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JOURNAL ARTICLE
MULTICENTER STUDY
RANDOMIZED CONTROLLED TRIAL

Effect of the World Health Organization checklist on patient outcomes: a stepped wedge cluster randomized controlled trial

Arvid Steinar Haugen, Eirik Søfteland, Stian K Almeland, Nick Sevdalis, Barthold Vonen, Geir E Eide, Monica W Nortvedt, Stig Harthug
Annals of Surgery 2015, 261 (5): 821-8
24824415

OBJECTIVES: We hypothesized reduction of 30 days' in-hospital morbidity, mortality, and length of stay postimplementation of the World Health Organization's Surgical Safety Checklist (SSC).

BACKGROUND: Reductions of morbidity and mortality have been reported after SSC implementation in pre-/postdesigned studies without controls. Here, we report a randomized controlled trial of the SSC.

METHODS: A stepped wedge cluster randomized controlled trial was conducted in 2 hospitals. We examined effects on in-hospital complications registered by International Classification of Diseases, Tenth Revision codes, length of stay, and mortality. The SSC intervention was sequentially rolled out in a random order until all 5 clusters-cardiothoracic, neurosurgery, orthopedic, general, and urologic surgery had received the Checklist. Data were prospectively recorded in control and intervention stages during a 10-month period in 2009-2010.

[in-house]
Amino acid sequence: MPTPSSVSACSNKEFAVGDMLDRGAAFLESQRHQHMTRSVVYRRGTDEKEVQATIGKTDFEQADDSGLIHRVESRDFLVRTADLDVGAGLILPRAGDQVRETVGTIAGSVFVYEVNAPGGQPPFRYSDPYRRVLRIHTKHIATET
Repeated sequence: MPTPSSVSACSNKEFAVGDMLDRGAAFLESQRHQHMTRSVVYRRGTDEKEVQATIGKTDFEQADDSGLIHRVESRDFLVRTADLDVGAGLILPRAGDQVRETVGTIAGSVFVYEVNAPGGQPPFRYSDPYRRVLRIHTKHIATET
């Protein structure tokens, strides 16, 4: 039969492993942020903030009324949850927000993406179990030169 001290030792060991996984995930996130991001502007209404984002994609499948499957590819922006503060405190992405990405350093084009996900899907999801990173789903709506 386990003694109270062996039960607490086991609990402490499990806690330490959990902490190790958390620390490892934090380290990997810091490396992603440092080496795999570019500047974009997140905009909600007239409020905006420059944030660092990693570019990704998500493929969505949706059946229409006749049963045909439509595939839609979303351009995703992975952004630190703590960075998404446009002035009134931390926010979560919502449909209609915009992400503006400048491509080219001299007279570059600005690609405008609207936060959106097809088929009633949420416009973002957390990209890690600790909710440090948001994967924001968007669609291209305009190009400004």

RESULTS: A total of 2212 control procedures were compared with 2263 SCC procedures. The complication rates decreased from 19.9% to 11.5% (P < 0.001), with absolute risk reduction 8.4 (95% confidence interval, 6.3-10.5) from the control to the SSC stages. Adjusted for possible confounding factors, the SSC effect on complications remained significant with odds ratio 1.95 (95% confidence interval, 1.59-2.40). Mean length of stay decreased by 0.8 days with SCC utilization (95% confidence interval, 0.11-1.43). In-hospital mortality decreased significantly from 1.9% to 0.2% in 1 of the 2 hospitals post-SSC implementation, but the overall reduction (1.6%-1.0%) across hospitals was not significant.

CONCLUSIONS: Implementation of the WHO SSC was associated with robust reduction in morbidity and length of in-hospital stay and some reduction in mortality.

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